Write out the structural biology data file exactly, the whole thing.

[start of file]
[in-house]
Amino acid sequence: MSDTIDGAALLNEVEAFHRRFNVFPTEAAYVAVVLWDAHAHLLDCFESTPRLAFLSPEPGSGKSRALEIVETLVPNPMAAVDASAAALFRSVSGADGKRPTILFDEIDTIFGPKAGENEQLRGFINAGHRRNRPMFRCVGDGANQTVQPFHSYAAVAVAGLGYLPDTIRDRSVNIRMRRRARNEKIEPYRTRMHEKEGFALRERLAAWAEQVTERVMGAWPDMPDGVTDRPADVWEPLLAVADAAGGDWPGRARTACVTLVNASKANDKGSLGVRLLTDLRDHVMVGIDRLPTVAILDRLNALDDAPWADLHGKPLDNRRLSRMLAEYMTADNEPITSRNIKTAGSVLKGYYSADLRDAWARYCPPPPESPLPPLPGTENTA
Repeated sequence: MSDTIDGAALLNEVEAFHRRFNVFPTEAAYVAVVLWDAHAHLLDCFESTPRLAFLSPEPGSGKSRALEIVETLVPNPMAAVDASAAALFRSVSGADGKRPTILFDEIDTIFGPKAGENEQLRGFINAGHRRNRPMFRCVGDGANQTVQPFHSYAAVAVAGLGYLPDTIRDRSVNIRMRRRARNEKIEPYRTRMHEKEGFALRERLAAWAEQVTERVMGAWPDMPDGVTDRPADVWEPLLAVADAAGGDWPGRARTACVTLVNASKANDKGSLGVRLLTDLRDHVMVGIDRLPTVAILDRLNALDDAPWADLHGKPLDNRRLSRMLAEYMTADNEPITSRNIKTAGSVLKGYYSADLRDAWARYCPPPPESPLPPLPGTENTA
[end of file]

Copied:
[in-house]
Amino acid sequence: MSDTIDGAALLNEVEAFHRRFNVFPTEAAYVAVVLWDAHAHLLDCFESTPRLAFLSPEPGSGKSRALEIVETLVPNPMAAVDASAAALFRSVSGADGKRPTILFDEIDTIFGPKAGENEQLRGFINAGHRRNRPMFRCVGDGANQTVQPFHSYAAVAVAGLGYLPDTIRDRSVNIRMRRRARNEKIEPYRTRMHEKEGFALRERLAAWAEQVTERVMGAWPDMPDGVTDRPADVWEPLLAVADAAGGDWPGRARTACVTLVNASKANDKGSLGVRLLTDLRDHVMVGIDRLPTVAILDRLNALDDAPWADLHGKPLDNRRLSRMLAEYMTADNEPITSRNIKTAGSVLKGYYSADLRDAWARYCPPPPESPLPPLPGTENTA
Repeated sequence: MSDTIDGAALLNEVEAFHRRFNVFPTEAAYVAVVLWDAHAHLLDCFESTPRLAFLSPEPGSGKSRALEIVETLVPNPMAAVDASAAALFRSVSGADGKRPTILFDEIDTIFGPKAGENEQLRGFINAGHRRNRPMFRCVGDGANQTVQPFHSYAAVAVAGLGYLPDTIRDRSVNIRMRRRARNEKIEPYRTRMHEKEGFALRERLAAWAEQVTERVMGAWPDMPDGVTDRPADVWEPLLAVADAAGGDWPGRARTACVTLVNASKANDKGSLGVRLLTDLRDHVMVGIDRLPTVAILDRLNALDDAPWADLHGKPLDNRRLSRMLAEYMTADNEPITSRNIKTAGSVLKGYYSADLRDAWARYCPPPPESPLPPLPGTENTA